University of Texas at Austin computational biologist William H. Press says he has developed a better way to select people for secondary security screenings at airports. Press calls the method square root bias sampling, and says it statistically chooses people for extra screening more efficiently and fairly. In security screenings at airports, individuals are taken aside for more thorough screening based on their "prior probability," which could include their ethnic profile. For example, the statistical information used might consider someone from the profiled group, Group P, as 16 times more likely to be a terrorist than someone from the average group, Group A. With square root bias sampling, individuals in Group P would be screened only four times more often then people in Group A, as four is the square root of 16. Fewer people from Group P would face repeated screenings, but they would still be screened more than the average person. The current approach screens the same people over again, which is not the best way to use security resources, Press says.

UAHuntsville Lab Combines Psychology With Technology for Unique Research Projects
University of Alabama in Huntsville (02/02/09) Maples, Joyce

University of Alabama in Huntsville (UAHuntsville) professor Anthony Morris directs the school's Human Factors and Ergonomics Laboratory, which combines psychology and technology to research work performed by human factors engineers. Experimentation and research projects include human operator interactions with complex systems such as aircraft, and designing work stations that are logical, user friendly, and can help prevent injuries. For example, Morris and UAHuntsville graduate student Sage Jessee have been working with the Human Research and Engineering Directorate of the Army Research Lab to evaluate the head and eye movements of Black Hawk helicopter pilots. The project involved using eye-tracking in a video game-like simulator to monitor the pilot's point of gaze and head position during flight scenarios. The researchers created an "attentional landscape" that characterized the general gaze of the pilot, and identified specific eye measures that correlate with mental workload. The result of the project was a new ergonomically designed cockpit that enabled pilots to spend 90 percent of their time looking outside windows instead of continuously staring at the instrument panel.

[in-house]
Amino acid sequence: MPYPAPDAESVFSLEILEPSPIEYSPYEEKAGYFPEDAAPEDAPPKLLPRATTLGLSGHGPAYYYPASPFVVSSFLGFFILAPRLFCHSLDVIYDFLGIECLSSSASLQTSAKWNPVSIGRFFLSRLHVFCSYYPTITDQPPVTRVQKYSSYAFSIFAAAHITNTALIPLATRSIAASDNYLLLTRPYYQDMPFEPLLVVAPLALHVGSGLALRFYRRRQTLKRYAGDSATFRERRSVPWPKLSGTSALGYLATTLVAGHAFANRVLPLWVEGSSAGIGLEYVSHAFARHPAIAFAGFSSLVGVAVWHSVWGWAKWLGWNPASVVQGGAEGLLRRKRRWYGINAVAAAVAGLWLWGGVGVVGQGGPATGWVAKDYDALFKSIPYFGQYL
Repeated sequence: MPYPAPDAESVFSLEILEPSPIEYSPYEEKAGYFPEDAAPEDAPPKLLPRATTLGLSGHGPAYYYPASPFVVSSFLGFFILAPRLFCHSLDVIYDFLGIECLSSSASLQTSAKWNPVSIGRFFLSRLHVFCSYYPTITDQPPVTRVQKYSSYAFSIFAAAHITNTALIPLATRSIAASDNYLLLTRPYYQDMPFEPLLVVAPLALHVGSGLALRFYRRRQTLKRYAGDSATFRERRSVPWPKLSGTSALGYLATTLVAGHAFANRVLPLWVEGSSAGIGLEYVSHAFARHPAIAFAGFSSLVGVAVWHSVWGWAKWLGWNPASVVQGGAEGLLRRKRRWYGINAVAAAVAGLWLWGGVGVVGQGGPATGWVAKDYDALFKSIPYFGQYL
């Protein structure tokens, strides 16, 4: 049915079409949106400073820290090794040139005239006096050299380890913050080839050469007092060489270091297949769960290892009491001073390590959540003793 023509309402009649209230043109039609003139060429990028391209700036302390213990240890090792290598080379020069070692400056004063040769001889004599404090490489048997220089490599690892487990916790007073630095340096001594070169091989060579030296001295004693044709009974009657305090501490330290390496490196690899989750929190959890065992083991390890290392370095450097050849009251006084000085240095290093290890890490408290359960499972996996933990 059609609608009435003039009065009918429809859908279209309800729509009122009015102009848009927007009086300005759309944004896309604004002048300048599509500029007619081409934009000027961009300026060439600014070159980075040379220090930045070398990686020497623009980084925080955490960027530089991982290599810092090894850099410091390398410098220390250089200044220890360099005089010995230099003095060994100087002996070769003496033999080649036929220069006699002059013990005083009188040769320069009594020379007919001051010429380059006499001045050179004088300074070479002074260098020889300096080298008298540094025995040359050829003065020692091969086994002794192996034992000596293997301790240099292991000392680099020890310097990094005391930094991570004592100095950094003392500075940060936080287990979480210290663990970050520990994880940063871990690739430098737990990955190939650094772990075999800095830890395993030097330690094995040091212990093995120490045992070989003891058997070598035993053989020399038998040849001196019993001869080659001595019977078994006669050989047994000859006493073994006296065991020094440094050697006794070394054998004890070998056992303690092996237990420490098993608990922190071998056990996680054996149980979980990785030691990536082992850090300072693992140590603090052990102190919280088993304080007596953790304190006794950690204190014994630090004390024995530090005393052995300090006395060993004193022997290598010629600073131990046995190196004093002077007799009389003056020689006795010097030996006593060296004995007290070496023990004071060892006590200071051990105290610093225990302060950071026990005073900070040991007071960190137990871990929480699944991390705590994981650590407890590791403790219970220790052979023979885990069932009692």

RFID's Security Problem
Technology Review (02/09) Vol. 112, No. 1, P. 72; Naone, Erica

New U.S. passport cards and driver's licenses issued by Washington and New York state are designed to enable U.S. citizens to cross international borders more efficiently through the use of radio frequency identification (RFID) tags containing identity data that can be scanned by readers. But RFID technology has generated controversy because of its potential for privacy infringement, and studies of the new cards indicate that they can be exploited by ID thieves as well as by governments for the purpose of tracking people. Both the federal passport cards and the Washington driver's licenses boast electronic product code (EPC) tags that earned a passing grade from the U.S. Homeland Security Department, and which are inexpensive as well as capable of being read from an unusually long way off. Researchers from the University of Washington and RSA Laboratories see the latter capability as a means to facilitate invasive tracking, and also perceive a privacy issue in the tags' ability to store a unique number. The researchers also conclude that border security would be threatened by unauthorized reading, since the cards' ID numbers can be easily retrieved and therefore easily counterfeited. In addition, the Washington cards' EPC tags can be disabled by a ""kill"" command that is supposed to come from authorized users, and the state's failure to set the PIN on the cards it distributed means that anyone with RFID readers can set it themselves and issue kill orders. Some of the weaknesses in the federal passport cards and the Washington licenses are not apparent in New York's enhanced driver's licenses, which contain chips with serial numbers to guard against counterfeiting. Their memory banks are locked to shield them against unauthorized use of commands, but the New York licenses also raise the same privacy concerns the other cards do.